Alfred H. Balch (May 22, 1928 - May 23, 2014) was a geophysicist noted for his work in many areas of exploration geophysics research, including mining geophysics, seismic stratigraphy and vertical seismic profiling (VSP). Dr. Balch had a long career in exploration geophysics research in industry, government and academia. He served as a research professor of Geophysics at the Colorado School of Mines from 1986-1998. Among a number of accolades he was a recipient of the EAEG (now EAGE) Hagedoorn Award and of a Fulbright Professorship to teach at Moscow State University. Dr. Balch published an early monograph on case studies of vertical seismic profiling, which he updated with M. W. Lee in 1984.
Alfred H. Balch Sr., 86, of Golden, Colorado, USA, died peacefully on 23 May 2014 at Collier Hospice Center after an extended battle with pancreatic cancer, surrounded by his loving family. He is survived by his wife of 61 years, Manie B. Balch; his three children, Susan Balch Clapham (David) of Wellesley, Massachusetts; Alfred H. Balch Jr. (Sharon), of Salt Lake City, Utah; and Christopher C. Balch (Jeanie) of Louisville, Colorado; and grandchildren Katharine, Rebekah, Julia, and Charlotte Clapham, and Michael, Christopher, Elizabeth, Louisa, and John Balch. He was preceded in death by a grandson, Benjamin Clapham.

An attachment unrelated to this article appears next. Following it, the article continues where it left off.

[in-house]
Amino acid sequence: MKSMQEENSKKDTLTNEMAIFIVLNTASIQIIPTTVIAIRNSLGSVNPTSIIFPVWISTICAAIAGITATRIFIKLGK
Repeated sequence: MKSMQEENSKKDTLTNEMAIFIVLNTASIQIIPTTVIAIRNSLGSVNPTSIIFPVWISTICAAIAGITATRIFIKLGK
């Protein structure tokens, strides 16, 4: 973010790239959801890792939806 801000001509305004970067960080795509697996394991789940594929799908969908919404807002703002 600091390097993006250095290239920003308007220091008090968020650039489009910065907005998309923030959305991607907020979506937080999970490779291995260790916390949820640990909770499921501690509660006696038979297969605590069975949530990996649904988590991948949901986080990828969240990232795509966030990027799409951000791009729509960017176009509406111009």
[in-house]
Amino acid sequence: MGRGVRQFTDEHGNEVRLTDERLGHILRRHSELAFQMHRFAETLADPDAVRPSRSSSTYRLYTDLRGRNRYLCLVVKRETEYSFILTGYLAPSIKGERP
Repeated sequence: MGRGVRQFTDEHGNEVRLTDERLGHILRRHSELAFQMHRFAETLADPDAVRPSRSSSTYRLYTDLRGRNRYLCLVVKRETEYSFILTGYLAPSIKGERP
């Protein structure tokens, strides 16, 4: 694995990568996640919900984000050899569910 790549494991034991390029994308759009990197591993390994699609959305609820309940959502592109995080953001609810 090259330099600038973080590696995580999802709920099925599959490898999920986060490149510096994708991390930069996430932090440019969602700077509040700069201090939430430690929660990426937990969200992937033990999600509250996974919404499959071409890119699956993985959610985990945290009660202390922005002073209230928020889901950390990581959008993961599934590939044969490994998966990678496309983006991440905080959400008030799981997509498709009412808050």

Balch met the love of his life, Manie, on a blind date while stationed in California, married her after a whirlwind courtship, and celebrated their 61st anniversary in May. An active father and community volunteer, he helped to bring a Little League organization to Littleton, Colorado, where he also coached a number of soccer teams. An Eagle Scout himself, he was active with the local Boy Scouts for many years. Among the many honors received during his long professional career, Balch was particularly proud of being awarded a Fulbright Professorship to lecture and teach at Moscow State University, ￼ Born in Manhattan, Kansas, to Katharine and Walter Balch, Balch spent most of his youth in California. After graduating from Stanford with a degree in geology in 1950, he joined the U.S. Navy and served for three years on destroyers during the Korean War. He began his professional career in the oil industry with Phillips Petroleum, returning to graduate school at Colorado School of Mines in 1957, and received his doctorate in geophysics in 1964. After a career as a research geophysicist in oil exploration, he became a research professor at Colorado School of Mines in 1986 and retired in 1998 to pursue his love of the Colorado outdoors — bicycling and skiing and passionately following the vicissitudes of the Denver Broncos.